What are fibroid symptoms?  You may feel abdominal/pelvic pressure, constipation, increased urinary frequency and urgency (because the fibroid presses on the bladder), urinary retention, abnormal uterine bleeding, and pain with intercourse.

What is the best way to diagnose them?  Ultrasound.

What to do about them?

  • Watchful waiting may be best.   If the patient is mostly asymptomatic, then waiting it out may be all that is needed.  That is because that most fibroids shrink  in size during menopause.
  • If you have symptoms of heavy menstrual bleeding, then hormonal contraceptives, tranexamic acid or NSAIDS like ibuprofen may help decrease menstrual blood flow.  Surgical treatment is done at times which may lead to
  1. hysterectomy (taking out the uterus) or
  2. myomectomy (cutting into the uterine muscle to cut out the fibroid),
  3. uterine artery embolization (an interventional radiologist or vascular surgeon puts a catheter in to your groin and blocks the artery that feeds the fibroid),or
  4. MRI-guided focused ultrasound surgery.
Posted in menstrual issues, Uncategorized, Women's Health | Tagged , , , , , , ,

RSV bronchiolitis. Diagnosis and treatment

RSV bronchiolitis.  I’ve seen lots of bronchiolitis in the hospital recently.

babyDiagnosis and treatment.  Does your infant or young child have a hacking cough?  It may be respiratory syncytial virus or RSV.

Most patients present with two to four days of upper respiratory tract symptoms (like fever, runny nose and head congestion).  Then the symptoms go lower like with a hacking cough, wheezing, and increased work of breathing.

How does your kid get this?  RSV is transmitted through contact with respiratory droplets either from an infected person or they infected themselves by touching contaminated secretions on a surface and then touching their mouth/nose/eyes.

As difficult as this is with all of our fancy equipment, the treatment is supportive.  What does supportive mean? It means we give the patient oxygen if they are hypoxic (have low oxygen) and we give intravenous fluids if the patient is dehydrated.  Our “fancy” stuff like epinephrine, steroids, hypertonic saline, bronchodilators, and antibiotics are often NOT helpful.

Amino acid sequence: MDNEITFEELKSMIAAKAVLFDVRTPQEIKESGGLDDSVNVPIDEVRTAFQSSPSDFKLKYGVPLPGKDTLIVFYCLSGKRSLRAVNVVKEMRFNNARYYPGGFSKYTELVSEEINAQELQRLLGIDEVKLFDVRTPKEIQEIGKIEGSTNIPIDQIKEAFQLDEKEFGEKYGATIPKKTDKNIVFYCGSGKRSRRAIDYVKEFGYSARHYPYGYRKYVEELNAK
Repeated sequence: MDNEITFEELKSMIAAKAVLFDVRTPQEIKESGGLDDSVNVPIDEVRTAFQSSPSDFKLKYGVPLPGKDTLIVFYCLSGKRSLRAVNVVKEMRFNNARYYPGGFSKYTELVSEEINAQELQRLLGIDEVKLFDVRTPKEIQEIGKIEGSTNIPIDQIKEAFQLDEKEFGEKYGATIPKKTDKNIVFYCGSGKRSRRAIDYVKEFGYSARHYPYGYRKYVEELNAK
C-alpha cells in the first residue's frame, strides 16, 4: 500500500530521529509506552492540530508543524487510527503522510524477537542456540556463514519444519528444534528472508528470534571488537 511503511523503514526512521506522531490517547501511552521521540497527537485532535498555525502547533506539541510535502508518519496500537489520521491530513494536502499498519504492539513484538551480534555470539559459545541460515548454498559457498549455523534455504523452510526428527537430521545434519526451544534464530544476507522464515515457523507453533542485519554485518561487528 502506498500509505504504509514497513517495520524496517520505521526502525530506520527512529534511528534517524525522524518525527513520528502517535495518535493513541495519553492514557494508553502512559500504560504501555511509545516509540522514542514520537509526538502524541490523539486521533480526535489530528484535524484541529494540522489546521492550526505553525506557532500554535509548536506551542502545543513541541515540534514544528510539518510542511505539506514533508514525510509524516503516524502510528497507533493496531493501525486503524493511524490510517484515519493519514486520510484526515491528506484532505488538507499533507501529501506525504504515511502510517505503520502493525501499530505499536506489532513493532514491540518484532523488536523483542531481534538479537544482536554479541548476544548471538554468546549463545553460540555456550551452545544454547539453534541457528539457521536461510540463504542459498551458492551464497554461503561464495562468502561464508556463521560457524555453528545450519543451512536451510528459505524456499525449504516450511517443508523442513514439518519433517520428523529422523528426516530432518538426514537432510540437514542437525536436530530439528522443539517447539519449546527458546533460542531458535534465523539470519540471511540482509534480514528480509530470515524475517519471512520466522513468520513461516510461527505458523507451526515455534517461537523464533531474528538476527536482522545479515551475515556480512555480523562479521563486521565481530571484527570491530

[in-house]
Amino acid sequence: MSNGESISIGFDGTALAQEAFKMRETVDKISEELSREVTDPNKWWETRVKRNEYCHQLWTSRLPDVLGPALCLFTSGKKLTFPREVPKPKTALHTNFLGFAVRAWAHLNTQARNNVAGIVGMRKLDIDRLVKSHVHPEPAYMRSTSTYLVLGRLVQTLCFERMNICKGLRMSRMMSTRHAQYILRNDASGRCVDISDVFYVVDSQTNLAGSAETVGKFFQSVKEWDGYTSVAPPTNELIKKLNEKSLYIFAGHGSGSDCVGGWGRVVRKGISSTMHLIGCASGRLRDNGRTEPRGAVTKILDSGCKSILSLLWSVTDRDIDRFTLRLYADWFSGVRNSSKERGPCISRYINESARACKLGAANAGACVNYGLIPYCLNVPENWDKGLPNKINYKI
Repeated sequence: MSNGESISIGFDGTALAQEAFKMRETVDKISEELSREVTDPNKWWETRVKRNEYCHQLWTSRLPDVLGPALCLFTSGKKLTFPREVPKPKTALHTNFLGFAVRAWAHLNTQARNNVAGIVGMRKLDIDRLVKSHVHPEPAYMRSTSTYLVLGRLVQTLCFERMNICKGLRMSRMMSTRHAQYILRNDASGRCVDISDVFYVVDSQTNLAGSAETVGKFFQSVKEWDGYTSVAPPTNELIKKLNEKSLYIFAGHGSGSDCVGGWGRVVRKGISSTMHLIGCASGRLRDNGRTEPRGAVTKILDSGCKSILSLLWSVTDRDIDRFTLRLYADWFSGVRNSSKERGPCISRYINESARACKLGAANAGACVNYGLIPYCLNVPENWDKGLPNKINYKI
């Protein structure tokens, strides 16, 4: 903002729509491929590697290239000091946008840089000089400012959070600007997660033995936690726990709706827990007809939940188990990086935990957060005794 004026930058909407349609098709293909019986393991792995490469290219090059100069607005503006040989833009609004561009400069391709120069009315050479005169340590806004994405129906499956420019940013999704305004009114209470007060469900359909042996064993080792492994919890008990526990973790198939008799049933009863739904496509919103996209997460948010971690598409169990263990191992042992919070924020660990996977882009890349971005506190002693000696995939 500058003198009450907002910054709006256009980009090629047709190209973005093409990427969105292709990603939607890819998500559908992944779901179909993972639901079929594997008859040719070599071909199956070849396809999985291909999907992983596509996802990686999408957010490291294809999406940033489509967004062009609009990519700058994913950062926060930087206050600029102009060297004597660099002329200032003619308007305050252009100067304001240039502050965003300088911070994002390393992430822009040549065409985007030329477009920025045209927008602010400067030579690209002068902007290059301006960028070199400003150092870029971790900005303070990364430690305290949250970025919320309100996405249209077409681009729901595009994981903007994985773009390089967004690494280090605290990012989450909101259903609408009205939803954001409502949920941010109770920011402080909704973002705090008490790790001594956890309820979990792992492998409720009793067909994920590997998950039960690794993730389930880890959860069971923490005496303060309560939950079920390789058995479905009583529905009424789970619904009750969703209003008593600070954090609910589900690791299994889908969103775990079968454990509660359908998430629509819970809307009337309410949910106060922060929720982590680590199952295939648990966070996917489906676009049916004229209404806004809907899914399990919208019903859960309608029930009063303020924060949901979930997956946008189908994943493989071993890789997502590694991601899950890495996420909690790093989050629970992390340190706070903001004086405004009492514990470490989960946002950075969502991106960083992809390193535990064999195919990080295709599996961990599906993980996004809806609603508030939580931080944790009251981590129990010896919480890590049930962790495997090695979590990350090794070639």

Is there a way to avoid this infection?  Yes.   There is a prophylactic medication that is given to 3 types of patients: 1.  infants who were born premature (BEFORE 29 weeks gestation) or 2. infants with chronic lung disease or 3. premature infants and children with significant heart disease.  This medication is called  palivizumad which is a humanized monoclonal antibody, given in up to five monthly doses.

Posted in Pediatrics, Uncategorized | Tagged , , , , , , ,

Brag post: DrLeslieGreenberg.com is one of the top 100 healthcare blogs of 2016 !

IMG_3426Brag post: DrLeslieGreenberg.com is one of the top 100 healthcare blogs of 2016 !

Wow!  How did I miss this?

I have truly enjoyed being a physician and an educator.  My goal is to both educate myself and my patients.  I find that reviewing headlines, articles and research is rewarding.  I distill it down to a readable (?!) blog which also helps me incorporate those concepts into my medical practice.  I hope it also helps you take care of yourselves.

Thanks for the kudos.  I appreciate it.

Want to see other 99 blogs?


Posted in Uncategorized

What can the elderly do to decrease their number of falls?

What can the elderly do to decrease their number of falls?

Lots of things!  Lifestyle modifications are best: structured exercise programs and home safety interventions (like get rid of throw rugs and electrical cords across walkways).  Multifactorial assessment and inv=tervention programs reduce the rate of falls, but not the risk of falling.

What has NOT been found to work?  Vitamin D supplementation AND education about fall prevention has not been shown to decrease the rate or risk of falls.

Why is this so important?  1/3 of people older than 65 years old fall each year.  Falling once doubles a person’s chance of falling again.  One out of every five falls causes a serious injury like a head injury or a broken bone.  If an elderly person falls and requires hospitalization, their average bill is usually over $17,000.  Wow!

So, exercise and keeping the home free and clear of clutter underfoot are key!

I hope this helps.

elderly people walking

flickr.com/ photos/ tokaris/ 207335658

Posted in end-of-life issues, General Medicine- Adults, Uncategorized | Tagged , , , , , ,